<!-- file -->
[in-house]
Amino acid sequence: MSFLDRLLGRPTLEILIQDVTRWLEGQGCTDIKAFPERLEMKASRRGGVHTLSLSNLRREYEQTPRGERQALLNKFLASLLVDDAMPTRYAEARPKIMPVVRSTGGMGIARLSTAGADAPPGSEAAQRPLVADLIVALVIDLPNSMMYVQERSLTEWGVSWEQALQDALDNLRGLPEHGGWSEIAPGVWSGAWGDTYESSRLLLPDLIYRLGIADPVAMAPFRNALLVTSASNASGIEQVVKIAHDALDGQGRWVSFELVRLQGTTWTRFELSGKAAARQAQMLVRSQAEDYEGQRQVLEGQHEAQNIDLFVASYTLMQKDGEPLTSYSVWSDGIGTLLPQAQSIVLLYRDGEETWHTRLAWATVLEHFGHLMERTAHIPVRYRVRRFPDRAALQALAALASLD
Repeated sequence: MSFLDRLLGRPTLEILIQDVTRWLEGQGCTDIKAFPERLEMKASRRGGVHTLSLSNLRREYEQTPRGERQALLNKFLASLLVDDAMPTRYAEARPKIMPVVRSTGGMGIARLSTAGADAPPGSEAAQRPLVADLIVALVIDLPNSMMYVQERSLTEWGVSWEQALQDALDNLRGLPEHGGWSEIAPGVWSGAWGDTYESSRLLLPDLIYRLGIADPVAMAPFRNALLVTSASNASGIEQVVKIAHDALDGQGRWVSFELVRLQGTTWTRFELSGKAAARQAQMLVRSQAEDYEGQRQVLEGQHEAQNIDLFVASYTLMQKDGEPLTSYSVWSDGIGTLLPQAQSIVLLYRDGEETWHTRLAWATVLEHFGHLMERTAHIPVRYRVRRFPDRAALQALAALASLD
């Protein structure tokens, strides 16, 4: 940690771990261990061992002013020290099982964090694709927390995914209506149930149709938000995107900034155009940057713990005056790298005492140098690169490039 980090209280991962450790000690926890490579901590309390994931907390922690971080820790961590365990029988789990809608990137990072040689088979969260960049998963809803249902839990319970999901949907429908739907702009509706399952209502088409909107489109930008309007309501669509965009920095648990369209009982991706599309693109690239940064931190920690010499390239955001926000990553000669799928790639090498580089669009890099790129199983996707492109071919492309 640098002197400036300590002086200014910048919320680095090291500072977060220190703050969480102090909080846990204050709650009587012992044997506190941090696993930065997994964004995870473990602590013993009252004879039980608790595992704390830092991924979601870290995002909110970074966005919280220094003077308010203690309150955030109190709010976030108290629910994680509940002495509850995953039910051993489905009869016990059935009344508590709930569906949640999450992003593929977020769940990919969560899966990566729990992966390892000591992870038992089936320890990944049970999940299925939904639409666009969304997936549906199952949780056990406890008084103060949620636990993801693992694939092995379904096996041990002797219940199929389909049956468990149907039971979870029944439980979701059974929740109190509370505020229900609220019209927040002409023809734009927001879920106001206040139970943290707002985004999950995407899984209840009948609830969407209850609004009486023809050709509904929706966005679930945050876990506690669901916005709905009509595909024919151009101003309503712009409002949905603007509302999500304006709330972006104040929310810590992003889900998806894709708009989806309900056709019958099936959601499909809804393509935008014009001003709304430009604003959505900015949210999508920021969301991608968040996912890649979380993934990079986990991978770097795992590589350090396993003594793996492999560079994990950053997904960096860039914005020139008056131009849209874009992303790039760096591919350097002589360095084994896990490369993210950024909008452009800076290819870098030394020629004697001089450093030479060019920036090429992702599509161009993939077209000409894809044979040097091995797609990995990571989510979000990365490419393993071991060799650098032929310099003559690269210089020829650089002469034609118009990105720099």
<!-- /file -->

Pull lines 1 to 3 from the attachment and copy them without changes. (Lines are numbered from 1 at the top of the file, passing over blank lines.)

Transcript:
[in-house]
Amino acid sequence: MSFLDRLLGRPTLEILIQDVTRWLEGQGCTDIKAFPERLEMKASRRGGVHTLSLSNLRREYEQTPRGERQALLNKFLASLLVDDAMPTRYAEARPKIMPVVRSTGGMGIARLSTAGADAPPGSEAAQRPLVADLIVALVIDLPNSMMYVQERSLTEWGVSWEQALQDALDNLRGLPEHGGWSEIAPGVWSGAWGDTYESSRLLLPDLIYRLGIADPVAMAPFRNALLVTSASNASGIEQVVKIAHDALDGQGRWVSFELVRLQGTTWTRFELSGKAAARQAQMLVRSQAEDYEGQRQVLEGQHEAQNIDLFVASYTLMQKDGEPLTSYSVWSDGIGTLLPQAQSIVLLYRDGEETWHTRLAWATVLEHFGHLMERTAHIPVRYRVRRFPDRAALQALAALASLD
Repeated sequence: MSFLDRLLGRPTLEILIQDVTRWLEGQGCTDIKAFPERLEMKASRRGGVHTLSLSNLRREYEQTPRGERQALLNKFLASLLVDDAMPTRYAEARPKIMPVVRSTGGMGIARLSTAGADAPPGSEAAQRPLVADLIVALVIDLPNSMMYVQERSLTEWGVSWEQALQDALDNLRGLPEHGGWSEIAPGVWSGAWGDTYESSRLLLPDLIYRLGIADPVAMAPFRNALLVTSASNASGIEQVVKIAHDALDGQGRWVSFELVRLQGTTWTRFELSGKAAARQAQMLVRSQAEDYEGQRQVLEGQHEAQNIDLFVASYTLMQKDGEPLTSYSVWSDGIGTLLPQAQSIVLLYRDGEETWHTRLAWATVLEHFGHLMERTAHIPVRYRVRRFPDRAALQALAALASLD